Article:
Approximately 70,000 cases are examined each year in state-of-the-art facilities at the St. Luke’s-Roosevelt Hospital Center and Beth Israel Medical Center.  These cases cover a wide variety of disease processes, and range from routine to complex and unusual disease entities.  Over the course of training, the resident will develop into an independent diagnostician through a combination of ‘hands-on’ experience and formal study.  Under the guidance of an attending pathologist, the resident examines, describes, and sections surgical pathology specimens.  Initially, the attending pathologist provides detailed instruction, but as training progresses, the resident will independently evaluate specimens and present a plan to the attending pathologist.  For some specimens, this will be relatively simple and routine; for others it will be detailed and uniquely tailored to the specimen.  Following preparation of the microscopic slides by the histology laboratory, the resident examines them independently prior to reviewing them with the attending pathologist.  At the outset of training, the emphasis is on differentiating normal from abnormal and making distinctions among a wide variety of disease processes. As the residents become more experienced, they take an increasingly active and independent role in the planning, ordering, and interpreting of diagnostic studies such as histochemical, immunohistochemical, electron microscopic, and molecular diagnostic analyses.  The process stresses that the evaluation of a given specimen extends well beyond the diagnosis itself to include details that will help to determine patient management and define prognosis.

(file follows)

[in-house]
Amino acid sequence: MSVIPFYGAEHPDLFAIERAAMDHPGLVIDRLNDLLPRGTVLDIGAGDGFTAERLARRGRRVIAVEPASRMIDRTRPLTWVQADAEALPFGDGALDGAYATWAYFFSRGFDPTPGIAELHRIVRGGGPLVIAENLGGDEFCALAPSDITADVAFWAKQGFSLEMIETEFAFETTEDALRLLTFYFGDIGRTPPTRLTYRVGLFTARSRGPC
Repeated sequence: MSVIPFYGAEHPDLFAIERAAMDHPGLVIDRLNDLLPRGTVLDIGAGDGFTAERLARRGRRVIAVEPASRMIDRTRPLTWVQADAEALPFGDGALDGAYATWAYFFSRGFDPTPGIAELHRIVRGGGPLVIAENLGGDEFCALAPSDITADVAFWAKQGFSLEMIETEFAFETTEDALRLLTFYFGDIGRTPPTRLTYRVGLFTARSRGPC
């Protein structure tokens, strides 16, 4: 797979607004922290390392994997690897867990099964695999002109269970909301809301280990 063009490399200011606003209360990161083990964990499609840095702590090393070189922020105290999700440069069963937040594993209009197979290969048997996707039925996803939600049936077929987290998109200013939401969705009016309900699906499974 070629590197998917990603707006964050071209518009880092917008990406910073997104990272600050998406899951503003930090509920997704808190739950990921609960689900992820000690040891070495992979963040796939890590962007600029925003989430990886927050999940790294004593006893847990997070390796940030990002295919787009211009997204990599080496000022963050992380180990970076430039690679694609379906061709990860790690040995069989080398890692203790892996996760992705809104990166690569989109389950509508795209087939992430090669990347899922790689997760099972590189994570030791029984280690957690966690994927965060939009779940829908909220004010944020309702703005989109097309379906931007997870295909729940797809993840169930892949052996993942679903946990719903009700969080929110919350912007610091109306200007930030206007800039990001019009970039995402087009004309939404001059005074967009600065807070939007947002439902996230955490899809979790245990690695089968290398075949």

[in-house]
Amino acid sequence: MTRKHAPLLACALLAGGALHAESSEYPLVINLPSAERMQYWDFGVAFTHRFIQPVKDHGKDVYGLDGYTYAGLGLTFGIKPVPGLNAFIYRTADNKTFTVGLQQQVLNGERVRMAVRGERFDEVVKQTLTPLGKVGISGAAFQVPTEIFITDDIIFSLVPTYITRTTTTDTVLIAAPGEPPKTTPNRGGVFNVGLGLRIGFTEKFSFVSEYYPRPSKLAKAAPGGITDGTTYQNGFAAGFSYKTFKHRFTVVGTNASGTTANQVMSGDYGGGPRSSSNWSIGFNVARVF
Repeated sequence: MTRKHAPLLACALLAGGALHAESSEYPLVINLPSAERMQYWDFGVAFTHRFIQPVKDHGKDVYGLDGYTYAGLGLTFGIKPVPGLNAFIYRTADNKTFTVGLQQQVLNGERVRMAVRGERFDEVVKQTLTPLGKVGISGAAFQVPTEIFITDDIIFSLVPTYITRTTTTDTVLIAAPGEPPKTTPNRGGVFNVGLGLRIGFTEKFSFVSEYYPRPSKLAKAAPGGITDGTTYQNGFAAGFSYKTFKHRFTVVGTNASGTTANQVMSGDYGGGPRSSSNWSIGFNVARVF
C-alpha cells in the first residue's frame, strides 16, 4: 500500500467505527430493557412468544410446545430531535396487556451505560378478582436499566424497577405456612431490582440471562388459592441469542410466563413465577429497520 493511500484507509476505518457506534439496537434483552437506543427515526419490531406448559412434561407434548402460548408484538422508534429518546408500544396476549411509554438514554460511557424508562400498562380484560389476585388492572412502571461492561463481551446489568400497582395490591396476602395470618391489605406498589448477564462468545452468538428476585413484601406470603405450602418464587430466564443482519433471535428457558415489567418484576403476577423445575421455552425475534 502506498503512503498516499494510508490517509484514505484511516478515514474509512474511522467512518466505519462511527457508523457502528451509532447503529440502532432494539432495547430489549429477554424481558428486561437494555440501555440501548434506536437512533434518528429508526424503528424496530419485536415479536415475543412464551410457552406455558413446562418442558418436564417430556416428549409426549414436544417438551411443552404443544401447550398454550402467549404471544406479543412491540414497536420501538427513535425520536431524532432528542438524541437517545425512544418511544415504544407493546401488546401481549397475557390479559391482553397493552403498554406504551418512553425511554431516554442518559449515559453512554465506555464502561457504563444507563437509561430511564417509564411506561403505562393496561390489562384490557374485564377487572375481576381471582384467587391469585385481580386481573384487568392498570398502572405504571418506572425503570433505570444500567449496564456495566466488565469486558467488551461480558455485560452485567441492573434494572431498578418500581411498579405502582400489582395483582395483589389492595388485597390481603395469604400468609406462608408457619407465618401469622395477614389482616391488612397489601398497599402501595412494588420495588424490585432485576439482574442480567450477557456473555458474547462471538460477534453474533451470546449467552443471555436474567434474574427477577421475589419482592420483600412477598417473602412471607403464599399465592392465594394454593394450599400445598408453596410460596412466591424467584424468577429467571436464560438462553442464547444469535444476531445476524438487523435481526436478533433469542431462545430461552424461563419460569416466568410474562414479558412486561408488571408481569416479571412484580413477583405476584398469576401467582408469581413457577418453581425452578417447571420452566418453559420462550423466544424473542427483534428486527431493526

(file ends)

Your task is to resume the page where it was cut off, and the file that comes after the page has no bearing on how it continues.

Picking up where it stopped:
Clinical Pathology Edit


The goal of training in clinical pathology, which lasts a minimum of 18 months, is to provide the residents with the case material, practical experience, formal instruction, and guidance to develop into a pathologist capable of handling all aspects of the modern practice of clinical pathology. There is an emphasis on diagnostic competence, research, evaluation of evolving medical knowledge and new procedures, management and quality assurance issues, and effective communication with clinicians and other members of the healthcare community.  While direct patient contact is limited, the program is committed to developing clinical pathologists who recognize and appreciate their role as part of the clinical team in the provision and advancement of patient-focused care. It is the intent of the program that this should occur in an environment based on the acquisition of progressive knowledge, superior diagnostic competence, clinical acumen, and professional responsibility.  The rotation schedule requires a minimum duration in each of the four major specialties (blood bank/transfusion medicine, clinical chemistry hematopathology/hematology, and microbiology), with additional rotations dedicated to cytogenetics, laboratory management/ informatics, and molecular pathology. 


Hematopathology: 5-6 months

Microbiology: 4 months

Chemical Pathology: 3 months

Blood Bank/Transfusion Medicine: 3 months

Cytogenetics: 1 month

Laboratory Management/Informatic: 1 month

Molecular Pathology: 1 month

Elective: 2 months